By Anouk Ricard
Drawn & Quarterly/Enfant, $14.95
In format, the new Anna & Froga book resembles a cross between a children’s picture book and a comic book, with a hard cover, a big, almost 8 x 10 inch size, and captioned, painted illustrations following each of its seven comic-strip stories.
That also happens to describe the content pretty well.
The title characters are a little girl with severe, brunette bangs and her friend, a large frog wearing red rain boots (I’ll leave it to you to figure out which is Anna and which is Froga). Their circle of playmates include Ron, a cat, Christopher, a large earth worm, and Bubu, a dog that looks like Ricard’s cover version of a Richard Scarry dog. The charming stories they star in mainly revolve around their different play activities, including making a dance video and, later, a movie, or playing tennis or cards, or going to a lake.
The humor comes from the generally gentle personality clashes between the friends, mostly centered around the persnickety and somewhat bossy Bubu, although Anna’s child-like selfishness and Ron’s lack of patience with the others lead to some of the better gags (as little-kid friendly as the book’s stories are, these friends can be a bit acid-tongued, and they bust on one another like real friends are wont to do).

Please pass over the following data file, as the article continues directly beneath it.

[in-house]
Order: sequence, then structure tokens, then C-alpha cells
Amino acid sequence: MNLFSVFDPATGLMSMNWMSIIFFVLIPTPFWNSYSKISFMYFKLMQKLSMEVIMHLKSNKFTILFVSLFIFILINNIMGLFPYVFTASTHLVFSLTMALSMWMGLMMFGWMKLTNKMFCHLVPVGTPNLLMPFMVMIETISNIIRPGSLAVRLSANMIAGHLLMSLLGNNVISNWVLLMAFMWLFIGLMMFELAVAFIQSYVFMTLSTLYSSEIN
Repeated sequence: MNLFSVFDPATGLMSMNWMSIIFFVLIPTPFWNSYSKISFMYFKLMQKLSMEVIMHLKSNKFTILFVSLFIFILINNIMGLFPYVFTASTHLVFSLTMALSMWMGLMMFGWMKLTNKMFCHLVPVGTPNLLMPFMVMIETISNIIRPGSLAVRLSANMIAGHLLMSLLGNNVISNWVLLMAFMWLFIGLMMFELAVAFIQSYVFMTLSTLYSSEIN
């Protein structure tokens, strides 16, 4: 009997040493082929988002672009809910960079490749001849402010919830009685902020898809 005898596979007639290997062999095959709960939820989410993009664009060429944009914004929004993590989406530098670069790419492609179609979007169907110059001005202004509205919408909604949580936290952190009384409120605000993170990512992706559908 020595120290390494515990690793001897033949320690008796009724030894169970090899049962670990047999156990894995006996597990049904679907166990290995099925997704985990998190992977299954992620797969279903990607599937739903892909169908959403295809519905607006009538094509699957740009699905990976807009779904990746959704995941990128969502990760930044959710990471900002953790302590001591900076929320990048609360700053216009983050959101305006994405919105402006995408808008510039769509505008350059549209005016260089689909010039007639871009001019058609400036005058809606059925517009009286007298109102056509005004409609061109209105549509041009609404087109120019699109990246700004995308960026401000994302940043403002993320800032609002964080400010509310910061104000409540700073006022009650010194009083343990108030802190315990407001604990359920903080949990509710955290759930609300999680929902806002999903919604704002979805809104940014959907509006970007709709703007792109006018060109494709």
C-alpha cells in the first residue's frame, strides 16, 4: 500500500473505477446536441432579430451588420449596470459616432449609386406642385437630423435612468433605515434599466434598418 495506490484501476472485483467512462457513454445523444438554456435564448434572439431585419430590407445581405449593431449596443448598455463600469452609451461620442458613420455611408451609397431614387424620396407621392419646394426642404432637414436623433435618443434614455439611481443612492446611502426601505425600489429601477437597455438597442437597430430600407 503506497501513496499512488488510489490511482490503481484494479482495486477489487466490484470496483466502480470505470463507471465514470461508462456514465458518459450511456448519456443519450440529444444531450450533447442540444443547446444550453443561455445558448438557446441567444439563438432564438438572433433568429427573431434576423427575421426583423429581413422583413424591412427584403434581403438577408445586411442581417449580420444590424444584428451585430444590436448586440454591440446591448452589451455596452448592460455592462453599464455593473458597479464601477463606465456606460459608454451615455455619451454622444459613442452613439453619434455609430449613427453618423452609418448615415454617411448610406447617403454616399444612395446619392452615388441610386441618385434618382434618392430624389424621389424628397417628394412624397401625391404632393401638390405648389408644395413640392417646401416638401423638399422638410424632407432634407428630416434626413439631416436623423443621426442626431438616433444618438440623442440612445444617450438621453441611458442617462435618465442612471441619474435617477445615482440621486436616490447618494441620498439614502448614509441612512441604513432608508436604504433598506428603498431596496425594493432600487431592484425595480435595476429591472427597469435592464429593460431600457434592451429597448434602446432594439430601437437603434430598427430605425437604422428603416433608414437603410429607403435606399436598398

It’s Ricard’s artwork that’s most likely to grab the reader’s eye, whatever her age, and linger in his mind.
The various character designs are all quite striking, the strangeness of the anthropomorphic animals accentuated by their everyday surroundings, which only Anna seems to belong to. In the comics, they are rendered in a very thin line, with wiggl-bordered panels as slim and dashed-off looking as the handwritten dialogue in the bubbles. The settings and backgrounds are filled with little details, even if they aren’t realistically rendered, and Ricard’s use of bright, bold color is quite judiciously employed.
There’s a lot of white left on the page—Anna’s skin and Ron’s fur are as white as the paper the comics are printed on, and large portions of the background are generally left white (the walls and parts of the floor in their house, for example, are white, and several of the stories are set outside in the snow. The other characters—green Froga, pink Christopher, brown Bubba—pop off the page, as do important objects and props within the various comics.
Each story is followed by a two-page painting,in which the characters are all more colorful and given a more solid presence and rougher texture. These function sort of like “extras” to the story that just preceded it. In the first comic, for example, Anna and friends are trying to make a dance video to win a contest. It’s followed by a two-page painted sequence entitled “The Moves,” in which we see Froga and Christopher demonstrating The Bridge, The Skater, Saturday Night and the other dance moves that apparently made up the dance routine.
This is the second of French animator and cartoonist Ricard’s Anna & Froga collection to be translated and published in North America, following last year’s Wanna Gumball? Hopefully it won’t be the last.